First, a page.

Can recombinant human thrombomodulin increase survival among patients with severe septic-induced disseminated intravascular coagulation: a single-centre, open-label, randomised controlled trial

This randomised controlled trial by Hagiwara et al was published in BMJ Open in late 2016 and so is available full text via this link.

Objective  To determine whether treatment with recombinant human thrombomodulin (rhTM) increases survival among patients with severe septic-induced disseminated intravascular coagulation (DIC).
Design  Single-centre, open-label, randomised controlled trial.
Setting  Single tertiary hospital.
Participant  92 patients with severe septic-induced DIC.
Interventions  Patients with DIC scores ≥4, as defined by the Japanese Association of Acute Medicine, were diagnosed with DIC. The envelope method was used for randomisation. The treatment group (rhTM group, n=47) was intravenously treated with rhTM within 24 hours of admission (day 0), and the control group (n=45) did not receive any anticoagulants, except in cases of deep venous thrombosis and pulmonary embolism.
Primary and secondary measurements  Data were collected on days 0 (admission), 1, 2, 3, 5, 7 and 10. The primary outcome was survival at 28 and 90 days. The secondary end points comprised changes in DIC scores, platelet counts, D-dimer, antithrombin III and C reactive protein levels, and Sequential Organ Failure Assessment (SOFA) scores. All analyses were conducted on an intent-to-treat basis.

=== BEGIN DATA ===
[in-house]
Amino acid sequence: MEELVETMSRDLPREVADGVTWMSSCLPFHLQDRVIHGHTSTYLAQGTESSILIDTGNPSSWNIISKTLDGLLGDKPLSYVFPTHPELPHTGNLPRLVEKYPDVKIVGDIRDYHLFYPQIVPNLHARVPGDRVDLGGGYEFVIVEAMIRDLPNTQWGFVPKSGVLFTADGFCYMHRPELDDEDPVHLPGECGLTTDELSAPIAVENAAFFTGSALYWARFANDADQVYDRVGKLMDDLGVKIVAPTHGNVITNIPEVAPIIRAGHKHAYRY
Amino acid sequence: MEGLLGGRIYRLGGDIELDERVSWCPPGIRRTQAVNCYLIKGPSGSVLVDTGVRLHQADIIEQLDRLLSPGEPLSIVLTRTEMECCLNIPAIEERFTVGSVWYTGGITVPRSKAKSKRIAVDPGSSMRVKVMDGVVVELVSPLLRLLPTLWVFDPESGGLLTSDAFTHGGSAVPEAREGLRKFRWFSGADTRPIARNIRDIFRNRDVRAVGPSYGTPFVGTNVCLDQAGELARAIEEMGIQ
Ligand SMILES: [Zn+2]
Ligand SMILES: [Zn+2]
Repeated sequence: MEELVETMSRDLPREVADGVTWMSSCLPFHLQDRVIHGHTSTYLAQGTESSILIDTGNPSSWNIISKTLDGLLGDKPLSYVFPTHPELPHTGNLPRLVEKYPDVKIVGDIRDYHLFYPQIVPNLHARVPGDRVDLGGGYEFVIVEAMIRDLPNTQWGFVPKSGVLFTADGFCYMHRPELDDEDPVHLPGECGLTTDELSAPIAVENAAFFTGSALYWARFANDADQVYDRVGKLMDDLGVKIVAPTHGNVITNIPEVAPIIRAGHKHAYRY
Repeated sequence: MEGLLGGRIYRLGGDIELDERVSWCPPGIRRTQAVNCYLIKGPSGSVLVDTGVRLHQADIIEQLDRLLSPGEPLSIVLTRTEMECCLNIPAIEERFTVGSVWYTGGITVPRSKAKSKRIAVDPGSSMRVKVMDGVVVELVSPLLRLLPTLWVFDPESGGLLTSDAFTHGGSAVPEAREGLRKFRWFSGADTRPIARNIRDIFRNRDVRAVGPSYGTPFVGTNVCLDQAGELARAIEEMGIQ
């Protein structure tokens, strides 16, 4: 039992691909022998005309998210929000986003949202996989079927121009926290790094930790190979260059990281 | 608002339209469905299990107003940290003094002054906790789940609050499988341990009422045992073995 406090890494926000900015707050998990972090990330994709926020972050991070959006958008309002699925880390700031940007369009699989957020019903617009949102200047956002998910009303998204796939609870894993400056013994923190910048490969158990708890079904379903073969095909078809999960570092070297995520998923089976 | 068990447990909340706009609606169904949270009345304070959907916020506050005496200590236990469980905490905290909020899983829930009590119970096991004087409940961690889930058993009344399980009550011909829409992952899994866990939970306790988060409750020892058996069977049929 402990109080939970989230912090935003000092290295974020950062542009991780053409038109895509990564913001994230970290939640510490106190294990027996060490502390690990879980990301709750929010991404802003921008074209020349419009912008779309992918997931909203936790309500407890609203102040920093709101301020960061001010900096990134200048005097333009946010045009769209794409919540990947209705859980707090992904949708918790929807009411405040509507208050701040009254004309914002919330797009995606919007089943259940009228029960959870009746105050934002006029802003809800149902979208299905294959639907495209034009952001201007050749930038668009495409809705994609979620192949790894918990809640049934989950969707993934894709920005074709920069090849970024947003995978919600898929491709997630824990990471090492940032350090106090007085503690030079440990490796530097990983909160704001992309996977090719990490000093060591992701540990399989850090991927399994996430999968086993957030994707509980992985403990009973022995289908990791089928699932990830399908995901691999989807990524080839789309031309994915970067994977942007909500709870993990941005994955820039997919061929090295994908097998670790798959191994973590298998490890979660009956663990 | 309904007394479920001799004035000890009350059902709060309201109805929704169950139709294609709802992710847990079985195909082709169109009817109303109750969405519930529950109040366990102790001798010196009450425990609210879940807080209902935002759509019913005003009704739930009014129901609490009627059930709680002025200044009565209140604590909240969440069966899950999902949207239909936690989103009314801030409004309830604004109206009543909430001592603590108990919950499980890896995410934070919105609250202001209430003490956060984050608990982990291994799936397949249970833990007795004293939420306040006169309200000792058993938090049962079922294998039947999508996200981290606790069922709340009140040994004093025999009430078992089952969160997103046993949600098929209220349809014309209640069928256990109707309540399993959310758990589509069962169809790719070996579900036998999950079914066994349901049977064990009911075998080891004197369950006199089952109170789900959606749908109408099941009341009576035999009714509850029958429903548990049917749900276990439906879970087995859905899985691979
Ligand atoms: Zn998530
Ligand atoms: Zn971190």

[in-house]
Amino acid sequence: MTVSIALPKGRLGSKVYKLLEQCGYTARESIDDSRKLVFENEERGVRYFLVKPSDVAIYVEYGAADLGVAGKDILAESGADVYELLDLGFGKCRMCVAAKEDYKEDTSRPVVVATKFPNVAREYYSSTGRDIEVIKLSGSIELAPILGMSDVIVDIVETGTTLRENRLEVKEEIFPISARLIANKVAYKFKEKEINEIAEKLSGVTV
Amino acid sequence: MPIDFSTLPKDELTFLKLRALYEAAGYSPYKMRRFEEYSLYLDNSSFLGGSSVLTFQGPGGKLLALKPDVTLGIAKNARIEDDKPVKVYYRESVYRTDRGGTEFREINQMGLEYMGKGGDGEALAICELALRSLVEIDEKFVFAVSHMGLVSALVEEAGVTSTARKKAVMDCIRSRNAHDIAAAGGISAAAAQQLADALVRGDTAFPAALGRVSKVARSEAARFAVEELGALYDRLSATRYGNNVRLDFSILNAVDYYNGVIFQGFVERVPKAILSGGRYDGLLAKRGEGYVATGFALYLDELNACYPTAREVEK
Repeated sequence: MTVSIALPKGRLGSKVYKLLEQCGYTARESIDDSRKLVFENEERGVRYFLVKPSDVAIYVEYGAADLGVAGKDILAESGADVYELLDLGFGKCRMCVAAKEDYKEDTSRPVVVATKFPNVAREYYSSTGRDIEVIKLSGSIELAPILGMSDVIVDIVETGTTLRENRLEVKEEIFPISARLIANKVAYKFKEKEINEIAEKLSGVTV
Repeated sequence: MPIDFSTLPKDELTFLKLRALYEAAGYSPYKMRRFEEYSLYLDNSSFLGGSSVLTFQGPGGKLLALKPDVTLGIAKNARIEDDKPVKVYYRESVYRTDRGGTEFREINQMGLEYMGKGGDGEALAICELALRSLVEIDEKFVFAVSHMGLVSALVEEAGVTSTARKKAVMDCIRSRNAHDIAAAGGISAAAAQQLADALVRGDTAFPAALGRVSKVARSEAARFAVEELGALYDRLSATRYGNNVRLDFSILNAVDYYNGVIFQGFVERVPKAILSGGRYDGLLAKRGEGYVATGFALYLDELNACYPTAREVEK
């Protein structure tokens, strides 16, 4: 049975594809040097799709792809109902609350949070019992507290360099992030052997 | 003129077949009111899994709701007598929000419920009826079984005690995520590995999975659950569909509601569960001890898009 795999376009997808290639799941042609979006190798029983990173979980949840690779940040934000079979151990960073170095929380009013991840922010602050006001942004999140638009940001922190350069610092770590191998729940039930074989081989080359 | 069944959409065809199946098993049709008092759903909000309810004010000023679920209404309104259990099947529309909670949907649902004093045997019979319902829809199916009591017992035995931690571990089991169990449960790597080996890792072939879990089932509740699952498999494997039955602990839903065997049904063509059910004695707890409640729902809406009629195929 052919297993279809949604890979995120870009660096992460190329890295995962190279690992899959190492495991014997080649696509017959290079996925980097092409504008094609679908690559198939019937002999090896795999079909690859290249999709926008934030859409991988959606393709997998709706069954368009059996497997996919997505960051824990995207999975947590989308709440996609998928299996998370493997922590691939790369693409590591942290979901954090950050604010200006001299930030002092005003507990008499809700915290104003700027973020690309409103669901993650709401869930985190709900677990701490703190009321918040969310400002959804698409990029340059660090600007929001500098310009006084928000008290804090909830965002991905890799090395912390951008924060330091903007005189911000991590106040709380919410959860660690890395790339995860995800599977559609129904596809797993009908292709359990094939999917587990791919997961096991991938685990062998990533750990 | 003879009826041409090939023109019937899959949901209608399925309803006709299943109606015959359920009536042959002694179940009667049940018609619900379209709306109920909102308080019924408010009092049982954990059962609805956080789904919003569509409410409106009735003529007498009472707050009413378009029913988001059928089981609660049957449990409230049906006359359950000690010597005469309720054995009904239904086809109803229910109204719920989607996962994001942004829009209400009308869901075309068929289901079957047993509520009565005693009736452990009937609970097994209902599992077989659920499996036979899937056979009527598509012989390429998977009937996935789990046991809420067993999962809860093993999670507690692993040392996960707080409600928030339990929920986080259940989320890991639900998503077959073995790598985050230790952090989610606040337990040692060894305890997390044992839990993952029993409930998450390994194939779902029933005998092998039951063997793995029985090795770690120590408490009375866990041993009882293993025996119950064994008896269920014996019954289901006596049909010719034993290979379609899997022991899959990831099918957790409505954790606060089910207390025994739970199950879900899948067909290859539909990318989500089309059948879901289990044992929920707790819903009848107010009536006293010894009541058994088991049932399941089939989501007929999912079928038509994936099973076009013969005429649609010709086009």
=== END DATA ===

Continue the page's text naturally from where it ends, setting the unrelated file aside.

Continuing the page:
Main results  The 28-day survival rates were 84% and 83% in the control and rhTM groups, respectively (p=0.745, log-rank test). The 90-day survival rates were 73% and 72% in the control and rhTM groups, respectively (p=0.94, log-rank test). Meanwhile, the rates of recovery from DIC (<4) were significantly higher in the rhTM group than in the control group (p=0.001, log-rank test). Relative change from baseline of D-dimer levels was significantly lower in the rhTM group than in the control group, on days 3 and 5.  Conclusions  rhTM treatment decreased D-dimer levels and facilitated DIC recovery in patients with severe septic-induced DIC. However, the treatment did not improve survival in this cohort.

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